The Thirteenth Floor
Rating -

Sci-Fi (US); 1999; Rated R; 111 Minutes

Cast
Armin Mueller-Stahl: Hannon Fuller
Craig Bierko: Douglas Hall
Vincent D'Onofrio: Ashton
Gretchen Mol: Jane Fuller

Produced by Roland Emmerich, Ute Emmerich and Marco Weber; Directed by Josef Rusnak; Screenwritten by Josef Rusnak and Ravel Centeno-Rodriguez

Review Uploaded
7/09/99

Written by DAVID KEYES

When someone shouts "this sucks" toward the theater screen, chances are you're dealing with a pretty terrible film. Sure, the same conclusion applies if a movie puts one to sleep, but there's quite a big difference from being unconscious and shouting words out at the top of your lungs. Typically, you'd find viewers passed out at movies that are dull or boring. These are what you call 'dead-zones.' Films that can generate the anger in a viewer to yell and cuss and throw tantrums at the screen are likely films with impelling plots but disappointing payoffs. In any case, the audience was sure of how this particular viewer felt during the final moments of Josef Rusnak's "The Thirteenth Floor." Had the movie been more complex, or ridiculous, I could just imagine the other words that could have come out of his mouth.

Movies like "The Thirteenth Floor" strike a match under occupied theater seats: sometimes you feel so inflamed with anger and dislike that the mouth becomes a cannon without ammunition. Words rush by our lips without realization or care. Why is that? Because the movie is ridiculously complex. The director's ramblings are odd, philosophical, intelligent, fascinating, and sometimes so empty and plain that you can easily see the twists long before they happen. There is one moment early on when we see an old man found stabbed to death after he returns from a simulation of 1937, and his partner is suspected of the murder. The target suspect, Douglas Hall (Craig Bierko), then gets into the simulator, hoping to find the real killer somewhere in the virtual world. Sitting there, I remember asking myself--"if the simulator is built on the impermissible 13th floor, doesn't that make it the real murderer?"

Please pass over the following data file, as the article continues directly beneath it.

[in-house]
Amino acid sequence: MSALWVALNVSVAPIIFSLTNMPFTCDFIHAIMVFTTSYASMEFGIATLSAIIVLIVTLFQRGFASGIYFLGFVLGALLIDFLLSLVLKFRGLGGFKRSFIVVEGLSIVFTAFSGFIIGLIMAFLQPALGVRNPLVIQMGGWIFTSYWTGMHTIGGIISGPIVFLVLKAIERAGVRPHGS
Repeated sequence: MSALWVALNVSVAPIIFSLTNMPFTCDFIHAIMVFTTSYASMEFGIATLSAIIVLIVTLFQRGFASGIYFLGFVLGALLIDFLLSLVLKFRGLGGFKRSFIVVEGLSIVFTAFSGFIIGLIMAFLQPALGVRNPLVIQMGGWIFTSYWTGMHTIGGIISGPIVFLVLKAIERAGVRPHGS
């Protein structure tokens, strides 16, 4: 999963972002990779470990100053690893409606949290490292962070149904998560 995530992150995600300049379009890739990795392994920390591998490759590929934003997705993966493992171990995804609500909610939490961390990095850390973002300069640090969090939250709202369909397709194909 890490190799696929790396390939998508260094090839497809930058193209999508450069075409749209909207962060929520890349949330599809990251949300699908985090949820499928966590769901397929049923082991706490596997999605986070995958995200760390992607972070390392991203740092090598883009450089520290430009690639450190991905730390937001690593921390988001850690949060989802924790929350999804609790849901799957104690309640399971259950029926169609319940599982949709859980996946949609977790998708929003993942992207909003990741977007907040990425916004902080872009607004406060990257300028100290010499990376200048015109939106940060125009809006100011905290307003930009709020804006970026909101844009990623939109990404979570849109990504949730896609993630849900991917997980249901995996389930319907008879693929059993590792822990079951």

I must admit, however, that I enjoyed the picture to a point. Most didn't, probably because the subject of "artificial reality" has been used in many more films recently, as with David Cronenberg's "eXistenZ." The idea itself is the target of much speculation; why would so many filmmakers generate their movies strictly around this one perception? Answers vary, depending on the person. But most would agree on one simple thing: that the idea is intriguing, full of depth, and deserves to be explored. With "The Thirteenth Floor," however, director Josef Rusnak shows us that some ideas, to a point, have limited life spans. Arguably the most ludicrous and dismayed effort revolved around the "is reality real?" theme, his film fails to match up to the others because most of our questions have been answered in other films. But it is an effort nonetheless. That doesn't make it a great movie, but it doesn't make it a bad one, either.

The title refers to one of the oldest superstitions around: that, when something has the number "13" in it, a supernatural force is likely at work. That certainly appears to be the case in "The Thirteenth Floor," at least, with the audience. When the film opens, we are briefly introduced to the old and chipper Hannon Fuller (Armin Mueller-Stahl) of 1937. He pays off a prostitute, flings a letter into the hands of a bartender, returns home to his wife, and is transported back to his native time--L.A., 1999. Later, he is found dead, stabbed several times.